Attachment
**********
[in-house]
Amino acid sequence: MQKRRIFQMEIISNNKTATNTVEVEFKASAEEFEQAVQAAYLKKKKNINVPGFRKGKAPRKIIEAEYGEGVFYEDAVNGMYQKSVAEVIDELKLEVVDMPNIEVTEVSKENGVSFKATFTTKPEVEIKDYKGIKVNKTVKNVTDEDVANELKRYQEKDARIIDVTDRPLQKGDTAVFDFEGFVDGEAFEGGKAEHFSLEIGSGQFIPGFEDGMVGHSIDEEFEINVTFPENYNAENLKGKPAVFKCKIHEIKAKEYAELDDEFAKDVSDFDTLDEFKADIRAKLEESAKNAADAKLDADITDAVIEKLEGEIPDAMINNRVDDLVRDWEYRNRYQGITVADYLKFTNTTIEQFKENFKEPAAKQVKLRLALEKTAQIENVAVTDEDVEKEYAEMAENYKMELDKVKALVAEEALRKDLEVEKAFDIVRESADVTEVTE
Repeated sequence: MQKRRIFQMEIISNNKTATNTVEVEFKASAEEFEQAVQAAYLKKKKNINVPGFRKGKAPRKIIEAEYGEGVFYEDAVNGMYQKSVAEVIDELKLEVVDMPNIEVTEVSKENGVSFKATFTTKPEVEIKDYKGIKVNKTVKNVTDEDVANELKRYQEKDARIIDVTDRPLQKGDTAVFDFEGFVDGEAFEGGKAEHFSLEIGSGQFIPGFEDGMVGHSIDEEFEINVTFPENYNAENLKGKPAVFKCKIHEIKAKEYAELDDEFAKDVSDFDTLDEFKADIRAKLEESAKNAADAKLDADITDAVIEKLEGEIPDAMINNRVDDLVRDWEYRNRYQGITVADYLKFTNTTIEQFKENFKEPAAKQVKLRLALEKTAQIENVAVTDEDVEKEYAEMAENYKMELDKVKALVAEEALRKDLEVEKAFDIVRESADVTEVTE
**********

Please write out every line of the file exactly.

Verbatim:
[in-house]
Amino acid sequence: MQKRRIFQMEIISNNKTATNTVEVEFKASAEEFEQAVQAAYLKKKKNINVPGFRKGKAPRKIIEAEYGEGVFYEDAVNGMYQKSVAEVIDELKLEVVDMPNIEVTEVSKENGVSFKATFTTKPEVEIKDYKGIKVNKTVKNVTDEDVANELKRYQEKDARIIDVTDRPLQKGDTAVFDFEGFVDGEAFEGGKAEHFSLEIGSGQFIPGFEDGMVGHSIDEEFEINVTFPENYNAENLKGKPAVFKCKIHEIKAKEYAELDDEFAKDVSDFDTLDEFKADIRAKLEESAKNAADAKLDADITDAVIEKLEGEIPDAMINNRVDDLVRDWEYRNRYQGITVADYLKFTNTTIEQFKENFKEPAAKQVKLRLALEKTAQIENVAVTDEDVEKEYAEMAENYKMELDKVKALVAEEALRKDLEVEKAFDIVRESADVTEVTE
Repeated sequence: MQKRRIFQMEIISNNKTATNTVEVEFKASAEEFEQAVQAAYLKKKKNINVPGFRKGKAPRKIIEAEYGEGVFYEDAVNGMYQKSVAEVIDELKLEVVDMPNIEVTEVSKENGVSFKATFTTKPEVEIKDYKGIKVNKTVKNVTDEDVANELKRYQEKDARIIDVTDRPLQKGDTAVFDFEGFVDGEAFEGGKAEHFSLEIGSGQFIPGFEDGMVGHSIDEEFEINVTFPENYNAENLKGKPAVFKCKIHEIKAKEYAELDDEFAKDVSDFDTLDEFKADIRAKLEESAKNAADAKLDADITDAVIEKLEGEIPDAMINNRVDDLVRDWEYRNRYQGITVADYLKFTNTTIEQFKENFKEPAAKQVKLRLALEKTAQIENVAVTDEDVEKEYAEMAENYKMELDKVKALVAEEALRKDLEVEKAFDIVRESADVTEVTE